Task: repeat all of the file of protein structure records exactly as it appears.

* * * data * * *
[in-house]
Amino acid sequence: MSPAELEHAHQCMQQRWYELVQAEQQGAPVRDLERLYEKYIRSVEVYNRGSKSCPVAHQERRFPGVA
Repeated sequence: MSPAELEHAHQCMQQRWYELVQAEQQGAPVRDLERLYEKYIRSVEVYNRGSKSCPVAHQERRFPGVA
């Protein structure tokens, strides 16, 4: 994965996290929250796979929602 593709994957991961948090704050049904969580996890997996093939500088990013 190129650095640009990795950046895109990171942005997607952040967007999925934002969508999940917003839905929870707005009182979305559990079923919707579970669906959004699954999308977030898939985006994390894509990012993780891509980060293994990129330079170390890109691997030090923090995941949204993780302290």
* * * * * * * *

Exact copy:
[in-house]
Amino acid sequence: MSPAELEHAHQCMQQRWYELVQAEQQGAPVRDLERLYEKYIRSVEVYNRGSKSCPVAHQERRFPGVA
Repeated sequence: MSPAELEHAHQCMQQRWYELVQAEQQGAPVRDLERLYEKYIRSVEVYNRGSKSCPVAHQERRFPGVA
């Protein structure tokens, strides 16, 4: 994965996290929250796979929602 593709994957991961948090704050049904969580996890997996093939500088990013 190129650095640009990795950046895109990171942005997607952040967007999925934002969508999940917003839905929870707005009182979305559990079923919707579970669906959004699954999308977030898939985006994390894509990012993780891509980060293994990129330079170390890109691997030090923090995941949204993780302290």